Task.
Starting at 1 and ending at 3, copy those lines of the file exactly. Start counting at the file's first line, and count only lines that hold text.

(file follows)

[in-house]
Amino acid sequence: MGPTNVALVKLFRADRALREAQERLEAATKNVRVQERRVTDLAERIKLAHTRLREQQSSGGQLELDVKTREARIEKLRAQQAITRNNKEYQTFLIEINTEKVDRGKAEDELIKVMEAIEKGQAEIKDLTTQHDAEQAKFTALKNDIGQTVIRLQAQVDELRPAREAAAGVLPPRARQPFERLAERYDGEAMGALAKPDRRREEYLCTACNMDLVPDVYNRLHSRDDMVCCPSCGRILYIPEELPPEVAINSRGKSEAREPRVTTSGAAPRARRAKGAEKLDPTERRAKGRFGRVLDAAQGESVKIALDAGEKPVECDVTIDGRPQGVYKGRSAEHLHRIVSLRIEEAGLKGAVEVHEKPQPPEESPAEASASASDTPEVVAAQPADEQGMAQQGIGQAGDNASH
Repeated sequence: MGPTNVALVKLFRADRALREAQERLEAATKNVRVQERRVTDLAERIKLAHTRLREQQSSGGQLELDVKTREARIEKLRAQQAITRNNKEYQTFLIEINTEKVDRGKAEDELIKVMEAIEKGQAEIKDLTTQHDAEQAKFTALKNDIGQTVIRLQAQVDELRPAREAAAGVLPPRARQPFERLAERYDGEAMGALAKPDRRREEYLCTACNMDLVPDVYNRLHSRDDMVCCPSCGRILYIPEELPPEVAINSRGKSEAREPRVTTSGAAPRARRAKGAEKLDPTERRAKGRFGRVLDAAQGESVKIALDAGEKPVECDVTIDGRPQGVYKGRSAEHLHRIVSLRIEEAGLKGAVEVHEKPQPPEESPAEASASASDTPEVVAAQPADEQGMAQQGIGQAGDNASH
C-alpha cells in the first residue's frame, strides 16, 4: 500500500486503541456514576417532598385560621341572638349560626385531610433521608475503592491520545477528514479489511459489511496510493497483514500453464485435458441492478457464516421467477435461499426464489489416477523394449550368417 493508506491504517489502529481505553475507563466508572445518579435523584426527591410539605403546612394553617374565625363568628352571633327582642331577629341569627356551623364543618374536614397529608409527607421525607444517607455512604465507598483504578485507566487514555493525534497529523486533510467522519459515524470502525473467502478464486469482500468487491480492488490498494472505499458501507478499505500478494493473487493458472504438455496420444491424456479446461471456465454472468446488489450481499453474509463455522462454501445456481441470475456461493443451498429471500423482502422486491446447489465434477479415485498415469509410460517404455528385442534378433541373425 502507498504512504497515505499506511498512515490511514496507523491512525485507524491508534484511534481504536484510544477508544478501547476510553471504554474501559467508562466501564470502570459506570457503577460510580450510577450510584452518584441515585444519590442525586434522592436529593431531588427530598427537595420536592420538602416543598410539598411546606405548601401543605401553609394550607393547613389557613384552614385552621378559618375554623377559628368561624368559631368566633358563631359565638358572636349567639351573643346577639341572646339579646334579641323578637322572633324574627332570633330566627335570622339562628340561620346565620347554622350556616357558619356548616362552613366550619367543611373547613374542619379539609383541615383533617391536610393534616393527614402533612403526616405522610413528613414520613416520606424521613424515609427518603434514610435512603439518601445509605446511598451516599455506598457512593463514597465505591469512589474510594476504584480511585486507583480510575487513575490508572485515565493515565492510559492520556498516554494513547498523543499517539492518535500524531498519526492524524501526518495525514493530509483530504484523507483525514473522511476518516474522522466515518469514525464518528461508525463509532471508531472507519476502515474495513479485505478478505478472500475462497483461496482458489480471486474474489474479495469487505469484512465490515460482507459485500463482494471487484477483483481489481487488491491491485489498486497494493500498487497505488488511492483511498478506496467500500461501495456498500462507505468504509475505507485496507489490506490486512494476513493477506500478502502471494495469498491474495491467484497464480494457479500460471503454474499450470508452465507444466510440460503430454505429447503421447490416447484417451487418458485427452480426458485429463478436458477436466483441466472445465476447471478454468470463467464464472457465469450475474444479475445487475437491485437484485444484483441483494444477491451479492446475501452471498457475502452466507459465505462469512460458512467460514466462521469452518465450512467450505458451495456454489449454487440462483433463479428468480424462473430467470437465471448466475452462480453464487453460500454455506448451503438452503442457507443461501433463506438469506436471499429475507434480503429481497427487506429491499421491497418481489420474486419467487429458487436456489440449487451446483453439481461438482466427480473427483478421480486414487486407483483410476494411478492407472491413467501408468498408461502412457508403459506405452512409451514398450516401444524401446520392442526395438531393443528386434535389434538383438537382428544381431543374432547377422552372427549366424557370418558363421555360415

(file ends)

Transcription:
[in-house]
Amino acid sequence: MGPTNVALVKLFRADRALREAQERLEAATKNVRVQERRVTDLAERIKLAHTRLREQQSSGGQLELDVKTREARIEKLRAQQAITRNNKEYQTFLIEINTEKVDRGKAEDELIKVMEAIEKGQAEIKDLTTQHDAEQAKFTALKNDIGQTVIRLQAQVDELRPAREAAAGVLPPRARQPFERLAERYDGEAMGALAKPDRRREEYLCTACNMDLVPDVYNRLHSRDDMVCCPSCGRILYIPEELPPEVAINSRGKSEAREPRVTTSGAAPRARRAKGAEKLDPTERRAKGRFGRVLDAAQGESVKIALDAGEKPVECDVTIDGRPQGVYKGRSAEHLHRIVSLRIEEAGLKGAVEVHEKPQPPEESPAEASASASDTPEVVAAQPADEQGMAQQGIGQAGDNASH
Repeated sequence: MGPTNVALVKLFRADRALREAQERLEAATKNVRVQERRVTDLAERIKLAHTRLREQQSSGGQLELDVKTREARIEKLRAQQAITRNNKEYQTFLIEINTEKVDRGKAEDELIKVMEAIEKGQAEIKDLTTQHDAEQAKFTALKNDIGQTVIRLQAQVDELRPAREAAAGVLPPRARQPFERLAERYDGEAMGALAKPDRRREEYLCTACNMDLVPDVYNRLHSRDDMVCCPSCGRILYIPEELPPEVAINSRGKSEAREPRVTTSGAAPRARRAKGAEKLDPTERRAKGRFGRVLDAAQGESVKIALDAGEKPVECDVTIDGRPQGVYKGRSAEHLHRIVSLRIEEAGLKGAVEVHEKPQPPEESPAEASASASDTPEVVAAQPADEQGMAQQGIGQAGDNASH